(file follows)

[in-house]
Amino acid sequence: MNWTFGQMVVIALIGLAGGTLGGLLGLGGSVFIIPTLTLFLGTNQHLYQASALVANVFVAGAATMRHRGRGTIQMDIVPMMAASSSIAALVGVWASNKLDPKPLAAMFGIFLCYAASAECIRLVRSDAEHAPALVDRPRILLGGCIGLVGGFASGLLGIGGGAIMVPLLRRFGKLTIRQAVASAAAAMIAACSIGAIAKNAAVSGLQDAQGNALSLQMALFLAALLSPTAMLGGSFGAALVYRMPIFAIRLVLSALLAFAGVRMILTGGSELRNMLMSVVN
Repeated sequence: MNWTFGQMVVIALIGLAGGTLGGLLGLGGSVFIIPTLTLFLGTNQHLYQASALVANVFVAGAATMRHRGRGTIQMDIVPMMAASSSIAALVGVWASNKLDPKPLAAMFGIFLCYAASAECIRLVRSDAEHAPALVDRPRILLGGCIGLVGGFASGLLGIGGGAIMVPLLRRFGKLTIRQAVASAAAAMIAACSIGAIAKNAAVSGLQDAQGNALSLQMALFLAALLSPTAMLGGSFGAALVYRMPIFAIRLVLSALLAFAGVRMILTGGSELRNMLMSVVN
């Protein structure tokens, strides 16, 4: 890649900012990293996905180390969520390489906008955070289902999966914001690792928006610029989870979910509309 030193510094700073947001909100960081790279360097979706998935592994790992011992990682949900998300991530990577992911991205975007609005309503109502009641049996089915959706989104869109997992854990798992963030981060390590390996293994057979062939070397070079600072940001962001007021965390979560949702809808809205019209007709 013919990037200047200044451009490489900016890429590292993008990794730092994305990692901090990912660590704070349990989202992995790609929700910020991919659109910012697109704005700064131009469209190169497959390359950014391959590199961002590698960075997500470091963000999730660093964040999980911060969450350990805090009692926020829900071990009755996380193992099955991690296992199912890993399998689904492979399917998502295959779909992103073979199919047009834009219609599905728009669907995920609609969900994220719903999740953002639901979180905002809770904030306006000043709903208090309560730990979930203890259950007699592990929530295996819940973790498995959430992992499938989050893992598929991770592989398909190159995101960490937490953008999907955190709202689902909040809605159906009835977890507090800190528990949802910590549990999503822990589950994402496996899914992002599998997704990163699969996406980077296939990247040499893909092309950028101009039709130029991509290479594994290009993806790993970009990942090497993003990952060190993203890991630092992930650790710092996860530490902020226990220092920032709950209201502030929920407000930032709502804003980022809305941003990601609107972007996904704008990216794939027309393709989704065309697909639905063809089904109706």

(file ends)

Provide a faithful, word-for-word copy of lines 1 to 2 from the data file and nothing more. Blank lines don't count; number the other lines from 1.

[in-house]
Amino acid sequence: MNWTFGQMVVIALIGLAGGTLGGLLGLGGSVFIIPTLTLFLGTNQHLYQASALVANVFVAGAATMRHRGRGTIQMDIVPMMAASSSIAALVGVWASNKLDPKPLAAMFGIFLCYAASAECIRLVRSDAEHAPALVDRPRILLGGCIGLVGGFASGLLGIGGGAIMVPLLRRFGKLTIRQAVASAAAAMIAACSIGAIAKNAAVSGLQDAQGNALSLQMALFLAALLSPTAMLGGSFGAALVYRMPIFAIRLVLSALLAFAGVRMILTGGSELRNMLMSVVN